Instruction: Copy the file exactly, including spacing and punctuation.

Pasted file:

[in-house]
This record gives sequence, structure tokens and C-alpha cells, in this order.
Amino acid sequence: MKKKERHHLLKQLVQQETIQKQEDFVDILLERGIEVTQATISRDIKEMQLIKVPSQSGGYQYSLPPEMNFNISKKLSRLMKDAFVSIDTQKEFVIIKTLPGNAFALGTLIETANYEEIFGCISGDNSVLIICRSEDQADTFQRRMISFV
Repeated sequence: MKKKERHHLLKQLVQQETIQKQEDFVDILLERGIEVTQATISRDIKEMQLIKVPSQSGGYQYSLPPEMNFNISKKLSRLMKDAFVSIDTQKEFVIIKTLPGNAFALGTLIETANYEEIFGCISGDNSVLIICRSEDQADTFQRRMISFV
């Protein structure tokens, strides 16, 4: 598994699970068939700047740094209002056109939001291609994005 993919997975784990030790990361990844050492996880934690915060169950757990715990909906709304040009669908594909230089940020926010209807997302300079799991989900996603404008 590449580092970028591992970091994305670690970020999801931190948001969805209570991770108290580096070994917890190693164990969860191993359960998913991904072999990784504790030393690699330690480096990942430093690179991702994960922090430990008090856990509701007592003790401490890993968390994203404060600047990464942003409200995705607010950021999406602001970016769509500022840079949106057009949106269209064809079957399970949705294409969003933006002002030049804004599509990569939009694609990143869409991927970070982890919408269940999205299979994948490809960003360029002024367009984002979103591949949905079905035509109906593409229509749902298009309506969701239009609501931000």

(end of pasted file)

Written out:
[in-house]
This record gives sequence, structure tokens and C-alpha cells, in this order.
Amino acid sequence: MKKKERHHLLKQLVQQETIQKQEDFVDILLERGIEVTQATISRDIKEMQLIKVPSQSGGYQYSLPPEMNFNISKKLSRLMKDAFVSIDTQKEFVIIKTLPGNAFALGTLIETANYEEIFGCISGDNSVLIICRSEDQADTFQRRMISFV
Repeated sequence: MKKKERHHLLKQLVQQETIQKQEDFVDILLERGIEVTQATISRDIKEMQLIKVPSQSGGYQYSLPPEMNFNISKKLSRLMKDAFVSIDTQKEFVIIKTLPGNAFALGTLIETANYEEIFGCISGDNSVLIICRSEDQADTFQRRMISFV
């Protein structure tokens, strides 16, 4: 598994699970068939700047740094209002056109939001291609994005 993919997975784990030790990361990844050492996880934690915060169950757990715990909906709304040009669908594909230089940020926010209807997302300079799991989900996603404008 590449580092970028591992970091994305670690970020999801931190948001969805209570991770108290580096070994917890190693164990969860191993359960998913991904072999990784504790030393690699330690480096990942430093690179991702994960922090430990008090856990509701007592003790401490890993968390994203404060600047990464942003409200995705607010950021999406602001970016769509500022840079949106057009949106269209064809079957399970949705294409969003933006002002030049804004599509990569939009694609990143869409991927970070982890919408269940999205299979994948490809960003360029002024367009984002979103591949949905079905035509109906593409229509749902298009309506969701239009609501931000």